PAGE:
That duration between energy transfer events varies from place to place, or inertial reference frame to inertial reference frame. Even differences in altitudes of 1 meter apart register as different time dilations on atomic clocks. Also, don't confuse or equivocate a duration (delta t) with an instant of time. These are very different. One (delta t) has an arrow that is the same arrow as the propagation of energy in a single direction. The other (an instant of time) does not have nor does it require an arrow. In an instant of time, no energy propagates, although it may persist if it is bound as it is in matter. In the latter case, time dilation for stable particles is for all intents and purposes, infinite, yet their geometric centers may also undergo time dilations depending on relative motion and / or proximity to gravitating bodies.

I am not arguing time dilation, contraction, directions or any of the variables introduced by locality. I already gave my support to the concept for theoretical science purposes.

I am trying to look at this from a different aspect.

I am arguing that time,

*of any duration,* is a result of dynamical action or geometric measurement. Time is a just another universal mathematical aspect created by the duration of existence and is a

*purely human* invention. Time (duration) is a by-product (a result) of the chronology of events, but is not in itself causal to any universal mathematical function. The Universe does not care what time it is or how much time something will need, humans do. Time is completely observer dependent.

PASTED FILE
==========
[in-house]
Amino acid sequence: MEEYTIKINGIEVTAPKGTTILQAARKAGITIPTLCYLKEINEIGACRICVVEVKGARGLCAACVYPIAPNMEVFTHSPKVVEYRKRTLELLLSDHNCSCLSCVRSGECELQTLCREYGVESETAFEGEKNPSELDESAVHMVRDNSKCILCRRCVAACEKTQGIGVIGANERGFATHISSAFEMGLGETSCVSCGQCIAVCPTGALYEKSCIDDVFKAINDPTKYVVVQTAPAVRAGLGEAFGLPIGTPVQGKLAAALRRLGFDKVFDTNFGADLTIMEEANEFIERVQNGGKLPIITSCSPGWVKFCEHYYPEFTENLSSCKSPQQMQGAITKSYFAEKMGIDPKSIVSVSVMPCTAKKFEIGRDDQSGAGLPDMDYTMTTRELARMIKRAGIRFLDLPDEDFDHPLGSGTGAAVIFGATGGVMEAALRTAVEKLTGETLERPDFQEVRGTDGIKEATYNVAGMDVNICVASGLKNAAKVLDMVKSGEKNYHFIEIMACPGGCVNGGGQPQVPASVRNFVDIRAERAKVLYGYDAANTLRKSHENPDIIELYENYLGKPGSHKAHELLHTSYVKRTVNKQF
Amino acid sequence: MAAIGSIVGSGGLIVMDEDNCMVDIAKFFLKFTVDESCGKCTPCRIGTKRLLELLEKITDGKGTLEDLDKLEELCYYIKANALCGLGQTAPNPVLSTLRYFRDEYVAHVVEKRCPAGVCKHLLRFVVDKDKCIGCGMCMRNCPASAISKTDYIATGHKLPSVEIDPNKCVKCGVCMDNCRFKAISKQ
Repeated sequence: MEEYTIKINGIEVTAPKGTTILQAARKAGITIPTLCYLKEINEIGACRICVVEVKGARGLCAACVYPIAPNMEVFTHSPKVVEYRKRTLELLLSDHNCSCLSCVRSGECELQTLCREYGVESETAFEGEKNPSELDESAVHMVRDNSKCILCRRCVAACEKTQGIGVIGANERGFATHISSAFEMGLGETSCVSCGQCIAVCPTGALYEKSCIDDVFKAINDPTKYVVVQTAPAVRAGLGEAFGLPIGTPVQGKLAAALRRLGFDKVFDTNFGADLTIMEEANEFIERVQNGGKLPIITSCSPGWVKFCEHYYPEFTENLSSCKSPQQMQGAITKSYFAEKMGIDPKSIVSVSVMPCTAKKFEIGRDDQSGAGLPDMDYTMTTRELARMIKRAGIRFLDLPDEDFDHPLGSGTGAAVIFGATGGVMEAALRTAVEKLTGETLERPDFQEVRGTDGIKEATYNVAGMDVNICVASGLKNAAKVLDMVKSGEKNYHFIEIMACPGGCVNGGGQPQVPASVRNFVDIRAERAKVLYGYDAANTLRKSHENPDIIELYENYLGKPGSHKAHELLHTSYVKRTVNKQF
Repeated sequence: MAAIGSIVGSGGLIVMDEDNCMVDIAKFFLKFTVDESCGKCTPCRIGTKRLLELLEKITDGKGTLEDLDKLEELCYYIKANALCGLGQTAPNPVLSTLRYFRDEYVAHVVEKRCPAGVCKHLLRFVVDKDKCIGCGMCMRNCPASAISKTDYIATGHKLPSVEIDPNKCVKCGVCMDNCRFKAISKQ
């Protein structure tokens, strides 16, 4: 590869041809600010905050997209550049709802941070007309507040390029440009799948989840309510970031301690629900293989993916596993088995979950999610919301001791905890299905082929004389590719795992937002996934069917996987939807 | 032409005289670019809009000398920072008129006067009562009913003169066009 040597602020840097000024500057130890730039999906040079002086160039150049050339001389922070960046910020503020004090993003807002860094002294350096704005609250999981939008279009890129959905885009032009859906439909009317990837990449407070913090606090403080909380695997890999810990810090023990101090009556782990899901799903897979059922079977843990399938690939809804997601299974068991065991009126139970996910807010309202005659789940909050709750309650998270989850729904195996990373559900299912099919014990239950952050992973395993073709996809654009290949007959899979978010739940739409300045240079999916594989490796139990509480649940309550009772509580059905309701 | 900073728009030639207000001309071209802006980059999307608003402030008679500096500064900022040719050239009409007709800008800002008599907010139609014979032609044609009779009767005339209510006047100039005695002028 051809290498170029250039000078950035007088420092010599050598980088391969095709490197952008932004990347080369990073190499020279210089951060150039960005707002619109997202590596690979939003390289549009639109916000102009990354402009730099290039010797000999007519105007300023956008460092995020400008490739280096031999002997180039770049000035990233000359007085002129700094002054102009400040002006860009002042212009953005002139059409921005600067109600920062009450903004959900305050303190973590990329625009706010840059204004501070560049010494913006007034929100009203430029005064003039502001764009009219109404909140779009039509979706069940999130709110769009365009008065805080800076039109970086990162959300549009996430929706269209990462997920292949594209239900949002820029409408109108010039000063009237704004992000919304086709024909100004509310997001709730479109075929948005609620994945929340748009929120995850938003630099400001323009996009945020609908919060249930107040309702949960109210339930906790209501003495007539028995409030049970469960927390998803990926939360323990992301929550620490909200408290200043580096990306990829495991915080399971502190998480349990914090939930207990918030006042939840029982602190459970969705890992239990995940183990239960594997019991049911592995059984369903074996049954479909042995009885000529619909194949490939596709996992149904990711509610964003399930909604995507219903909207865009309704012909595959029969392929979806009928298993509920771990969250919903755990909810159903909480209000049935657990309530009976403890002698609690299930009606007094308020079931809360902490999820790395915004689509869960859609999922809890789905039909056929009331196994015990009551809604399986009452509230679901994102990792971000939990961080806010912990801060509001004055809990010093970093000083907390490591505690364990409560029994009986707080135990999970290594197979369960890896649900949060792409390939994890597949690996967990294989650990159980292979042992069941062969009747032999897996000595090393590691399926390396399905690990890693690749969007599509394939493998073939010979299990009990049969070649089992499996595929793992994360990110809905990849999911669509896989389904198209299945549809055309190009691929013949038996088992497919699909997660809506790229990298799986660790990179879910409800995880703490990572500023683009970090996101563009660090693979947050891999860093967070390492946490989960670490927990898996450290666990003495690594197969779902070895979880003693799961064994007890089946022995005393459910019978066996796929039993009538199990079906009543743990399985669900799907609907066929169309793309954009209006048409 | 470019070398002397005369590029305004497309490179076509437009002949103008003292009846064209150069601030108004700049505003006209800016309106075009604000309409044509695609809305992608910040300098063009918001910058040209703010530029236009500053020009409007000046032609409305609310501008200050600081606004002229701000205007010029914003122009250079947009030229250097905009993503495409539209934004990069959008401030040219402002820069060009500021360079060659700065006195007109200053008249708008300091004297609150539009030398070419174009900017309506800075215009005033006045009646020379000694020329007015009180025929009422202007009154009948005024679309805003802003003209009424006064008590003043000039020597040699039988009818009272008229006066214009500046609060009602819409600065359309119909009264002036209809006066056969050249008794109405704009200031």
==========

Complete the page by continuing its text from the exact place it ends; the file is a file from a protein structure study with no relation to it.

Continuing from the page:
Time can be given any value at the local level. At the universal level there is only a timeless permittive condition which allows for mathematical quantum functions.

Indeed it appears precise enough, yet it leaves something to be desired. How does something in free fall near a gravitating body know which way it is to the center of something without instruments or a degree in math? Newton's / Einstein's "divine hand", no doubt. In both theories, that direction is just based on an assumption of a center, not something actually calculated from first principles. Not actually knowing what causes a force in a particular direction isn't "science", even though it may be perfectly complete from a mathematical standpoint. The apple that hit Newton's head could have flown from the tree in any direction.

No, I won't let you get away with that. You are ignoring the mathematical aspects completely.

His math simply assumes a center, no thought given at all as to why that unique direction is preferred, or how the apple knows of its existence.

Or a gust of wind.

Oh I disagree, the logic is not so hard to follow. One can begin by asking why all apples

*always fall *DOWN.

Have you ever wondered about certain patterns?

Why does sound change when a motorcycle passes you? Why do flowers grow toward the sun? Why does water freeze or turns to steam when heated. Why does a three minute boiled egg at sea-level take four minutes to boil high up in the mountains?

Most people ask the question at one time or another, but only Newtons and Einsteins actually try to find the answers. That's what makes them scientists. I am sure Norbert belongs in this group if he is trying to tackle Time itself.